Kenya's President Uhuru Kenyatta may face a constitutional court to compel him to set up a tribunal to investigate Supreme Court judge Philip Tunoi, who is accused of taking a $2 million bribe to influence the outcome of an election petition.
In a letter to the chief justice and Judicial Service Commission chairman Dr Willy Mutunga, dated February 19, President Kenyatta said that suspending the judge would occasion a constitutional crisis and advised that they await the outcome of an appeal that Justice Tunoi had filed challenging a circular to retire at 70 instead of 74.
But lawyers have been exerting pressure on the president to appoint a tribunal within the constitutionally stipulated timelines or face the court. President Kenyatta had until February 23 to set it up after a special committee of the recommended that judge Tunoi be investigated through a tribunal.
Apollo Mboya, the chief executive of the Law Society of Kenya (LSK), said that the president has no discretion other than to appoint a tribunal within 14 days according to Article 168(4), "otherwise he would be in breach of the Constitution".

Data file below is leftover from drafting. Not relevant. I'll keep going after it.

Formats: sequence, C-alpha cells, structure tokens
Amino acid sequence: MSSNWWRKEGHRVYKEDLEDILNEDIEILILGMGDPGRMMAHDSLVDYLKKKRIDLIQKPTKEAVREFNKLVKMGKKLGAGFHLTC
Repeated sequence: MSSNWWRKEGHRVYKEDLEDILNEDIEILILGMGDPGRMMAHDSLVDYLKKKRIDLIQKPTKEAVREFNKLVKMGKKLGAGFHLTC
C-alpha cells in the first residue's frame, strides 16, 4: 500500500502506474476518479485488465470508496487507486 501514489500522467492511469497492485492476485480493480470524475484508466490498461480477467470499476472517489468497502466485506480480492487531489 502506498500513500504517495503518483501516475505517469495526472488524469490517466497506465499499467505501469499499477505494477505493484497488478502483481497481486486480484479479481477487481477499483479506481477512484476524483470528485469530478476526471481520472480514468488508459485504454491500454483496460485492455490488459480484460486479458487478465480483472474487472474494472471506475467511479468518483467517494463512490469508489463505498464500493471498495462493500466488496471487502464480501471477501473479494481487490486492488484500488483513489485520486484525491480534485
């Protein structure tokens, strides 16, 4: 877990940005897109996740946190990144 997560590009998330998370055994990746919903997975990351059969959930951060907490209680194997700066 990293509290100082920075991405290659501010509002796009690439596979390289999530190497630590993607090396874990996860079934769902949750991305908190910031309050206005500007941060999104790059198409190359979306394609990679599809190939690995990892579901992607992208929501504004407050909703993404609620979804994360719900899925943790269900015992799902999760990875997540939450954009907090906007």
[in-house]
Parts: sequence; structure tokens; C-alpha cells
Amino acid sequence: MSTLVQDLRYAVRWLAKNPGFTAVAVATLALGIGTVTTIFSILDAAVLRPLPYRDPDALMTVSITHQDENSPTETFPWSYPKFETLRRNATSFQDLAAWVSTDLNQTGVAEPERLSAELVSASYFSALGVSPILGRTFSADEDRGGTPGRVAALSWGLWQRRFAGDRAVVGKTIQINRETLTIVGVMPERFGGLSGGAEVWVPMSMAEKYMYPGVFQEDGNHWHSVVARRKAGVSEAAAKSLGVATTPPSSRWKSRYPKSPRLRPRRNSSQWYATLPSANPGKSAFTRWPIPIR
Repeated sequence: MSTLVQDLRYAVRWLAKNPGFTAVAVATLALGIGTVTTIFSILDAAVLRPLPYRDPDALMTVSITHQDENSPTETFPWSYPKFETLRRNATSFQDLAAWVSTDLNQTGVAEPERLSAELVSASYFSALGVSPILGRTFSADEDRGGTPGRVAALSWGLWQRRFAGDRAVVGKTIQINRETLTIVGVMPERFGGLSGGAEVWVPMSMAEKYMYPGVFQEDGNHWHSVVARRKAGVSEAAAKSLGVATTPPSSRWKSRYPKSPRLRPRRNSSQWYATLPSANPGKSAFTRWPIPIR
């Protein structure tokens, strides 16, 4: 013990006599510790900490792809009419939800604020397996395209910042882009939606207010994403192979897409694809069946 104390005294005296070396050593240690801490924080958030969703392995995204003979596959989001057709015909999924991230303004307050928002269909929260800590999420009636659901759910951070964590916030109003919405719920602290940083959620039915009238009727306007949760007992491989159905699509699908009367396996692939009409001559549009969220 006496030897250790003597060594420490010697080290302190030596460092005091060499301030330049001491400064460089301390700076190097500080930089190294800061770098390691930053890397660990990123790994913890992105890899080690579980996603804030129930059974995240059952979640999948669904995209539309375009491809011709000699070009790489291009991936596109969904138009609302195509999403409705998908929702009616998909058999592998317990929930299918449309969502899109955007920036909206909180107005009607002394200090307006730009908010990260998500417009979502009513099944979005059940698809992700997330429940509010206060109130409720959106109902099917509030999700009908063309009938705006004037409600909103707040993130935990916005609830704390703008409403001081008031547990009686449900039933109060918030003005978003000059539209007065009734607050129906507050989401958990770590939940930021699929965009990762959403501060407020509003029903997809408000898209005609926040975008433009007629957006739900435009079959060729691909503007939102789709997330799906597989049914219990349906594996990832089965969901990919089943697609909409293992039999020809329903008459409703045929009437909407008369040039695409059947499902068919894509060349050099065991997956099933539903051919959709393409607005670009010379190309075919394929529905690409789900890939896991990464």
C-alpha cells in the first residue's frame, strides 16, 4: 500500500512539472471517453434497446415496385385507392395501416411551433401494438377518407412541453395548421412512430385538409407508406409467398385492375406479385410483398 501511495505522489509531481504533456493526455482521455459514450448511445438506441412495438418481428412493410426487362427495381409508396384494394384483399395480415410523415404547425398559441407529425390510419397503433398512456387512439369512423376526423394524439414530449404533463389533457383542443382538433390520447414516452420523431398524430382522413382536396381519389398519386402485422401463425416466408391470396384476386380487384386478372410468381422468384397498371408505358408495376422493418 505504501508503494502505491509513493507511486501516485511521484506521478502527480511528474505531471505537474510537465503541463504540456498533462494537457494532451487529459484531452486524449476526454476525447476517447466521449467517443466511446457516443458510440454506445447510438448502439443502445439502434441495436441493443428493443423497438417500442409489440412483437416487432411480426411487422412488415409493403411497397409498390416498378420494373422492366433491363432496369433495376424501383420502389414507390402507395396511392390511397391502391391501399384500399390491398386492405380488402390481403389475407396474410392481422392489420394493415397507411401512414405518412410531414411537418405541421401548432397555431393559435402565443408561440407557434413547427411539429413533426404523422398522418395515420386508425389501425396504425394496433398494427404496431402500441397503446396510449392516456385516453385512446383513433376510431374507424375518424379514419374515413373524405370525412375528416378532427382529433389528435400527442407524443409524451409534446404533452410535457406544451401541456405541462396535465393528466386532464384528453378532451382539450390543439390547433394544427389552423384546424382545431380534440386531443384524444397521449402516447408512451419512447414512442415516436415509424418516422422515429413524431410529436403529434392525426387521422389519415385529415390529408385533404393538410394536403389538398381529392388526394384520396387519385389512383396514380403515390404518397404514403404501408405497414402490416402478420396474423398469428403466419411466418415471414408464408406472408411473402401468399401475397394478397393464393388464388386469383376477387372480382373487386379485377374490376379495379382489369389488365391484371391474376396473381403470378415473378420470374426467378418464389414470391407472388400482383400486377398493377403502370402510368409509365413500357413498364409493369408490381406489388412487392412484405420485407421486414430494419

The president could also could face an impeachment procedure by the Senate for breach of the Constitution, while JSC would then advertise the position of Justice Tunoi as vacant.
The EastAfrican established that President Kenyatta is concerned that proceedings of a tribunal would shatter public confidence in the Supreme Court.
Justice Tunoi is facing pressure to retire so that his retirement would serve two purposes.
One, it would make the setting up the tribunal unnecessary thereby saving the entire judiciary from a public backlash if the probe reveals that other Supreme Court judges were implicated in the bribe saga.
Secondly, it would also end the case he has filed in the Court of Appeal challenging a circular requiring judges to retire at age 70 instead of 74. Justice Tunoi is already 72.